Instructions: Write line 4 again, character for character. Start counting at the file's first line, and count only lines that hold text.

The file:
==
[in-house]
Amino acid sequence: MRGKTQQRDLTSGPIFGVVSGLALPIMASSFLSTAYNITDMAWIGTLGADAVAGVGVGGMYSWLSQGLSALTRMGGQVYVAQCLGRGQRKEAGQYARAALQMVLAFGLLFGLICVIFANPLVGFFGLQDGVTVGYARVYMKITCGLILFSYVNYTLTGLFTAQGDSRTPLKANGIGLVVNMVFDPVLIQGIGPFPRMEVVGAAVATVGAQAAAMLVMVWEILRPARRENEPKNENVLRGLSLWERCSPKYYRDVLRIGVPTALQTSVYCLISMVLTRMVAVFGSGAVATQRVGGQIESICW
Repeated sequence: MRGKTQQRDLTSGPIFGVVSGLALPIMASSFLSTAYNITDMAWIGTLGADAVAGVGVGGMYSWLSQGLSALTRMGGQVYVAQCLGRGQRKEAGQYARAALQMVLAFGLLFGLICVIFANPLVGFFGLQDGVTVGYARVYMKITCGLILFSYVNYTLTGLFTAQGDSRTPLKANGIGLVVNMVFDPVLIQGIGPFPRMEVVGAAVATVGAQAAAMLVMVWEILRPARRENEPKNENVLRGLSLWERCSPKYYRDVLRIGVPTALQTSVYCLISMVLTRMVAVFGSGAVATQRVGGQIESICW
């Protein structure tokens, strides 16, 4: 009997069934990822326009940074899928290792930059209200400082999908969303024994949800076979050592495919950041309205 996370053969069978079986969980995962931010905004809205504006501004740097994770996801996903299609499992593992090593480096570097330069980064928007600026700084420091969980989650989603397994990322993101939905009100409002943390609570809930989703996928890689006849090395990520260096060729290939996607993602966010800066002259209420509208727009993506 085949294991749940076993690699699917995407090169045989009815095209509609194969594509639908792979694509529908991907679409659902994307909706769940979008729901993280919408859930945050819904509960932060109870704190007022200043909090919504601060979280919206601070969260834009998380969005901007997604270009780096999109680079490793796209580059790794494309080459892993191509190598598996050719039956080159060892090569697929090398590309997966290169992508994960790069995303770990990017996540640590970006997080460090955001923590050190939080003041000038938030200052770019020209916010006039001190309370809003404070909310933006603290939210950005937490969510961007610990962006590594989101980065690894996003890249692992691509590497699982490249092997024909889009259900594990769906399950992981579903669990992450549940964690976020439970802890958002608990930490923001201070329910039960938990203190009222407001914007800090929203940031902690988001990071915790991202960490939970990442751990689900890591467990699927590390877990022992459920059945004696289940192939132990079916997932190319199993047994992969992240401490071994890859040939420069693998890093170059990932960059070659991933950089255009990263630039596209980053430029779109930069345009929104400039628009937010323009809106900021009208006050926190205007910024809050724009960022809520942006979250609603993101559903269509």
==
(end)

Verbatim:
């Protein structure tokens, strides 16, 4: 009997069934990822326009940074899928290792930059209200400082999908969303024994949800076979050592495919950041309205 996370053969069978079986969980995962931010905004809205504006501004740097994770996801996903299609499992593992090593480096570097330069980064928007600026700084420091969980989650989603397994990322993101939905009100409002943390609570809930989703996928890689006849090395990520260096060729290939996607993602966010800066002259209420509208727009993506 085949294991749940076993690699699917995407090169045989009815095209509609194969594509639908792979694509529908991907679409659902994307909706769940979008729901993280919408859930945050819904509960932060109870704190007022200043909090919504601060979280919206601070969260834009998380969005901007997604270009780096999109680079490793796209580059790794494309080459892993191509190598598996050719039956080159060892090569697929090398590309997966290169992508994960790069995303770990990017996540640590970006997080460090955001923590050190939080003041000038938030200052770019020209916010006039001190309370809003404070909310933006603290939210950005937490969510961007610990962006590594989101980065690894996003890249692992691509590497699982490249092997024909889009259900594990769906399950992981579903669990992450549940964690976020439970802890958002608990930490923001201070329910039960938990203190009222407001914007800090929203940031902690988001990071915790991202960490939970990442751990689900890591467990699927590390877990022992459920059945004696289940192939132990079916997932190319199993047994992969992240401490071994890859040939420069693998890093170059990932960059070659991933950089255009990263630039596209980053430029779109930069345009929104400039628009937010323009809106900021009208006050926190205007910024809050724009960022809520942006979250609603993101559903269509």